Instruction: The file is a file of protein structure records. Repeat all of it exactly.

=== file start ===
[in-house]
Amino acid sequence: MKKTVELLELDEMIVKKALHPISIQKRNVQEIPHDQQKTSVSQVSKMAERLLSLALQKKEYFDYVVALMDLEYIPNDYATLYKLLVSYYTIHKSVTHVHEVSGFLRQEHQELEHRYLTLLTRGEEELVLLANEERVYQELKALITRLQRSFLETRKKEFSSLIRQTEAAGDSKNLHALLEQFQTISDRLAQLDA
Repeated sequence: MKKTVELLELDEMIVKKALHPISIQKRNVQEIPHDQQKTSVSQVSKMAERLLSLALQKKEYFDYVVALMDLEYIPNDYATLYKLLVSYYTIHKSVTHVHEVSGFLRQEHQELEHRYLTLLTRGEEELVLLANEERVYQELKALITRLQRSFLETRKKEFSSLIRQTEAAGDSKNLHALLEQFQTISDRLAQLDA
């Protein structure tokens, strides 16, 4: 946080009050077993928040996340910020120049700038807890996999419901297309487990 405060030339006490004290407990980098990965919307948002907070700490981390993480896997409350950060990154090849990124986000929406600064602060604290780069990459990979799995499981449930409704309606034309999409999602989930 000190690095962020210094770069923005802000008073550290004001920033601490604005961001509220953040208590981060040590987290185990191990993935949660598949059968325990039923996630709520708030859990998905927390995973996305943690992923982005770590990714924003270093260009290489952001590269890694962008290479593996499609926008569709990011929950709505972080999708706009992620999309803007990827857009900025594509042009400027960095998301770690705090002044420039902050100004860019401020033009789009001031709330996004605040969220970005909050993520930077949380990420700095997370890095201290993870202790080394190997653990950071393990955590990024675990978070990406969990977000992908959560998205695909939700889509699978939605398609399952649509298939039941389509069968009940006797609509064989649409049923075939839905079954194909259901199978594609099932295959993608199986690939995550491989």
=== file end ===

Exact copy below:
[in-house]
Amino acid sequence: MKKTVELLELDEMIVKKALHPISIQKRNVQEIPHDQQKTSVSQVSKMAERLLSLALQKKEYFDYVVALMDLEYIPNDYATLYKLLVSYYTIHKSVTHVHEVSGFLRQEHQELEHRYLTLLTRGEEELVLLANEERVYQELKALITRLQRSFLETRKKEFSSLIRQTEAAGDSKNLHALLEQFQTISDRLAQLDA
Repeated sequence: MKKTVELLELDEMIVKKALHPISIQKRNVQEIPHDQQKTSVSQVSKMAERLLSLALQKKEYFDYVVALMDLEYIPNDYATLYKLLVSYYTIHKSVTHVHEVSGFLRQEHQELEHRYLTLLTRGEEELVLLANEERVYQELKALITRLQRSFLETRKKEFSSLIRQTEAAGDSKNLHALLEQFQTISDRLAQLDA
């Protein structure tokens, strides 16, 4: 946080009050077993928040996340910020120049700038807890996999419901297309487990 405060030339006490004290407990980098990965919307948002907070700490981390993480896997409350950060990154090849990124986000929406600064602060604290780069990459990979799995499981449930409704309606034309999409999602989930 000190690095962020210094770069923005802000008073550290004001920033601490604005961001509220953040208590981060040590987290185990191990993935949660598949059968325990039923996630709520708030859990998905927390995973996305943690992923982005770590990714924003270093260009290489952001590269890694962008290479593996499609926008569709990011929950709505972080999708706009992620999309803007990827857009900025594509042009400027960095998301770690705090002044420039902050100004860019401020033009789009001031709330996004605040969220970005909050993520930077949380990420700095997370890095201290993870202790080394190997653990950071393990955590990024675990978070990406969990977000992908959560998205695909939700889509699978939605398609399952649509298939039941389509069968009940006797609509064989649409049923075939839905079954194909259901199978594609099932295959993608199986690939995550491989």